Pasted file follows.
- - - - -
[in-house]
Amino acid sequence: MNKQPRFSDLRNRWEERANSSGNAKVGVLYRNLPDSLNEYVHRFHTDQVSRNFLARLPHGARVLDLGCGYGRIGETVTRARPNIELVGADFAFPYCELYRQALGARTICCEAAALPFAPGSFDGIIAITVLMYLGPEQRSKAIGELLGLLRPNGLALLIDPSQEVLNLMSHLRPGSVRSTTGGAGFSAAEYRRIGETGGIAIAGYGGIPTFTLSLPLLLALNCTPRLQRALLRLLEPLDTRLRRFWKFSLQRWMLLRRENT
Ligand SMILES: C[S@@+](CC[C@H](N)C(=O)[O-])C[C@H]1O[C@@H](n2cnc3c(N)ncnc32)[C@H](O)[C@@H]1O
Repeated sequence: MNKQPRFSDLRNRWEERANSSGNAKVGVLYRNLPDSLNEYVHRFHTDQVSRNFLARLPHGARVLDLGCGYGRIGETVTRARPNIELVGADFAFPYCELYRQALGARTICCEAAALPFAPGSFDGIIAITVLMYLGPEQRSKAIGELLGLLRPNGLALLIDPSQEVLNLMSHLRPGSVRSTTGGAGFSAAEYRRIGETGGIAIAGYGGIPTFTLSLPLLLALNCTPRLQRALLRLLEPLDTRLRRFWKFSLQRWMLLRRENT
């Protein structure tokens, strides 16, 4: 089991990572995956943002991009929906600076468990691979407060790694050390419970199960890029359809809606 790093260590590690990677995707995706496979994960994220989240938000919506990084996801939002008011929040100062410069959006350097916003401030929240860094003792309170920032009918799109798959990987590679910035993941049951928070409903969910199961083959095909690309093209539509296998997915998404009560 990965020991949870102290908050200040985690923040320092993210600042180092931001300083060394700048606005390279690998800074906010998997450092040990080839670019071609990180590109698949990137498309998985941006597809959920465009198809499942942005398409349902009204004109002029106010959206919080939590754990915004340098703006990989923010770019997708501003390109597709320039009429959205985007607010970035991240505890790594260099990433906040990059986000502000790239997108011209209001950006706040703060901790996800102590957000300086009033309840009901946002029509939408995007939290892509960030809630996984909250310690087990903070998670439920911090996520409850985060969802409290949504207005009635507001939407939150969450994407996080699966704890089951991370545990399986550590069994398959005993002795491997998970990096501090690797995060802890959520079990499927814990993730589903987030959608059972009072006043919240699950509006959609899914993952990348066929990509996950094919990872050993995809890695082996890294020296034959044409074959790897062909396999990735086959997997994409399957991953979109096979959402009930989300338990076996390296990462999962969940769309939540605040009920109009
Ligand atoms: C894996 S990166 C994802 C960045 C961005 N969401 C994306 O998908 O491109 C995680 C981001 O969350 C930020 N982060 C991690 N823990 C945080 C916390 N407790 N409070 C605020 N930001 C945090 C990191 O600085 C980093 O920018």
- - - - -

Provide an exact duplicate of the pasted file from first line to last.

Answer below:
[in-house]
Amino acid sequence: MNKQPRFSDLRNRWEERANSSGNAKVGVLYRNLPDSLNEYVHRFHTDQVSRNFLARLPHGARVLDLGCGYGRIGETVTRARPNIELVGADFAFPYCELYRQALGARTICCEAAALPFAPGSFDGIIAITVLMYLGPEQRSKAIGELLGLLRPNGLALLIDPSQEVLNLMSHLRPGSVRSTTGGAGFSAAEYRRIGETGGIAIAGYGGIPTFTLSLPLLLALNCTPRLQRALLRLLEPLDTRLRRFWKFSLQRWMLLRRENT
Ligand SMILES: C[S@@+](CC[C@H](N)C(=O)[O-])C[C@H]1O[C@@H](n2cnc3c(N)ncnc32)[C@H](O)[C@@H]1O
Repeated sequence: MNKQPRFSDLRNRWEERANSSGNAKVGVLYRNLPDSLNEYVHRFHTDQVSRNFLARLPHGARVLDLGCGYGRIGETVTRARPNIELVGADFAFPYCELYRQALGARTICCEAAALPFAPGSFDGIIAITVLMYLGPEQRSKAIGELLGLLRPNGLALLIDPSQEVLNLMSHLRPGSVRSTTGGAGFSAAEYRRIGETGGIAIAGYGGIPTFTLSLPLLLALNCTPRLQRALLRLLEPLDTRLRRFWKFSLQRWMLLRRENT
């Protein structure tokens, strides 16, 4: 089991990572995956943002991009929906600076468990691979407060790694050390419970199960890029359809809606 790093260590590690990677995707995706496979994960994220989240938000919506990084996801939002008011929040100062410069959006350097916003401030929240860094003792309170920032009918799109798959990987590679910035993941049951928070409903969910199961083959095909690309093209539509296998997915998404009560 990965020991949870102290908050200040985690923040320092993210600042180092931001300083060394700048606005390279690998800074906010998997450092040990080839670019071609990180590109698949990137498309998985941006597809959920465009198809499942942005398409349902009204004109002029106010959206919080939590754990915004340098703006990989923010770019997708501003390109597709320039009429959205985007607010970035991240505890790594260099990433906040990059986000502000790239997108011209209001950006706040703060901790996800102590957000300086009033309840009901946002029509939408995007939290892509960030809630996984909250310690087990903070998670439920911090996520409850985060969802409290949504207005009635507001939407939150969450994407996080699966704890089951991370545990399986550590069994398959005993002795491997998970990096501090690797995060802890959520079990499927814990993730589903987030959608059972009072006043919240699950509006959609899914993952990348066929990509996950094919990872050993995809890695082996890294020296034959044409074959790897062909396999990735086959997997994409399957991953979109096979959402009930989300338990076996390296990462999962969940769309939540605040009920109009
Ligand atoms: C894996 S990166 C994802 C960045 C961005 N969401 C994306 O998908 O491109 C995680 C981001 O969350 C930020 N982060 C991690 N823990 C945080 C916390 N407790 N409070 C605020 N930001 C945090 C990191 O600085 C980093 O920018």